Uber and Lyft Are Now Bigger than Taxis and Rental Cars Combined

October 20, 2016, 11:50 AM UTC
Taxi Drivers Protest Possible Uber Expansion In NYC
NEW YORK, NY - JULY 20: An Uber vehicle is viewed in Manhattan on July 20, 2015 in New York City. New York's City Council has proposed two bills last month to limit the number of new for-hire vehicles, as well as to study the rapidly rising industry's impact on traffic. Uber has responded in an open letter arguing that its 6,000 Uber cars out during an average hour are a small part of the city's overall traffic. In cities across the globe Uber has upended the traditional taxi concept with many drivers and governments taking action against the California based company. (Photo by Spencer Platt/Getty Images)
Photograph by Spencer Platt—Getty Images

For the first time in the third quarter of 2016, more business travelers are choosing ride-hailing services like Uber and Lyft than traditional taxis and rental cars combined, according to statistics from the expense report software company Certify.

Of the over 10 million ground transportation receipts Certify processed during the three months that ended in September, 52% of them were for the two ride-hailing services. Uber was the overwhelming victor, with 48% compared to Lyft’s 4%. The numbers cover North America.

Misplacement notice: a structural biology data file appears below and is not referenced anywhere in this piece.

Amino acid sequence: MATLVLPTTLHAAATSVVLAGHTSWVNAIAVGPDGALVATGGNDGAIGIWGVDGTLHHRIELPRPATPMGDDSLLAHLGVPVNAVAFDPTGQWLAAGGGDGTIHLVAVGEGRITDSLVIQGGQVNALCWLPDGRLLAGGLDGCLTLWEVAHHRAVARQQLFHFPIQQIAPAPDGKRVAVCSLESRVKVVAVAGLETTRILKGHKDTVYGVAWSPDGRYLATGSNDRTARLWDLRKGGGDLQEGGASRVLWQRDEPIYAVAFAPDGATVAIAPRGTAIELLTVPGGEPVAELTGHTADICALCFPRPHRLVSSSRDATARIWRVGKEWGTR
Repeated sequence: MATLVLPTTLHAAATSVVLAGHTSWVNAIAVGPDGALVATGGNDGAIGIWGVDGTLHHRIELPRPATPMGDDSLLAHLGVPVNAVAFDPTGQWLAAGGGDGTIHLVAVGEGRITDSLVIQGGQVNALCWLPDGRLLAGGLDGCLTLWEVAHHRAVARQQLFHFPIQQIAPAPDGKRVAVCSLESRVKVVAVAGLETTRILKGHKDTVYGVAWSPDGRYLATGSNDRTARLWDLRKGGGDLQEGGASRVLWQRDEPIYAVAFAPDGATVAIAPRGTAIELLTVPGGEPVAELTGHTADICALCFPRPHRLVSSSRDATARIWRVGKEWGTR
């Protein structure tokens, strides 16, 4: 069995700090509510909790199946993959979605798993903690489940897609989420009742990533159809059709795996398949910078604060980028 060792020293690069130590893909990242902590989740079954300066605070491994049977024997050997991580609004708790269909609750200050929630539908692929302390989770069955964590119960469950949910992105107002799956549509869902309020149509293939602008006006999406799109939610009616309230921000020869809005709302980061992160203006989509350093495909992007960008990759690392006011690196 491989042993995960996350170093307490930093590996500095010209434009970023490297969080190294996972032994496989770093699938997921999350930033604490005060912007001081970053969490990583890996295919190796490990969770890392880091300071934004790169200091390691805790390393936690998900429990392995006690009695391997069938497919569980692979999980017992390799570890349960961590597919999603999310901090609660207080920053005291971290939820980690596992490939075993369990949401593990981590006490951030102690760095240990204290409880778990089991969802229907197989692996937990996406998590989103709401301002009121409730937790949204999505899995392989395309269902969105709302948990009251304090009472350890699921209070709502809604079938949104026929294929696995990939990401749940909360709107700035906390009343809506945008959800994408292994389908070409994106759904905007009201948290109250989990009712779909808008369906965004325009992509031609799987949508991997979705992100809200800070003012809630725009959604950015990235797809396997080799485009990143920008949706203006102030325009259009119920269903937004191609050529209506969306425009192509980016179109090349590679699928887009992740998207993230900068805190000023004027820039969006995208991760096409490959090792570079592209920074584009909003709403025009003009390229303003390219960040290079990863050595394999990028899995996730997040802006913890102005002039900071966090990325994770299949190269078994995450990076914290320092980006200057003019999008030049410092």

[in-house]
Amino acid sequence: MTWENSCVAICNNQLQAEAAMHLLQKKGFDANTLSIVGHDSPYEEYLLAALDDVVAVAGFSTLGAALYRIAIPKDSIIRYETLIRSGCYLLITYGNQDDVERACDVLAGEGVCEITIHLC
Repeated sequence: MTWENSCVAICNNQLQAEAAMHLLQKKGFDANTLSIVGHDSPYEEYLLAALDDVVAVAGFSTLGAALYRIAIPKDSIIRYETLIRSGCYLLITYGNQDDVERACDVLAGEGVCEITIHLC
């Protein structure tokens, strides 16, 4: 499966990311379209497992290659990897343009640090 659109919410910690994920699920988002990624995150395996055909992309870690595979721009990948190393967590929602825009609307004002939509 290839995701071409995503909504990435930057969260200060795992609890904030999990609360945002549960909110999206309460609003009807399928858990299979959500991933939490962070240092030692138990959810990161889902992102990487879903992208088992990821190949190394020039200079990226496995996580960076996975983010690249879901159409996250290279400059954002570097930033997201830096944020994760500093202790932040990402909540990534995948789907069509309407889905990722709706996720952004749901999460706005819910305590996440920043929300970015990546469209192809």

Ride-hailing has made a huge jump among business travelers over the past year: In Certify’s data for the same quarter last year, Uber had a 31% share and Lyft had 3%, while taxis had 22% and rental cars had 44%.

The recently finished quarter was the first in which ride-hailing surpassed taxis and rental cars combined, at least according to Certify’s expense reports. In the second quarter of 2016, ride-hailing services had 49% of the total, with car rentals and taxis accounting for 37% and 14% respectively. (It’s worth noting that the numbers aren’t perfectly comparable, as car rentals can be the only option for some longer or rural trips.)


The numbers showing ride-hailing becoming the dominant business transportation option come just a day after Uber co-founder and CEO Travis Kalanick said at Vanity Fair’s New Establishment Summit in San Francisco that the ride-hailing giant had reached than 40 million monthly active riders worldwide. He added that he company paid out between $1.5 billion and $2 billion to drivers in the last month, after taking its cut, and that an average Uber rider spends $50 monthly on the service.

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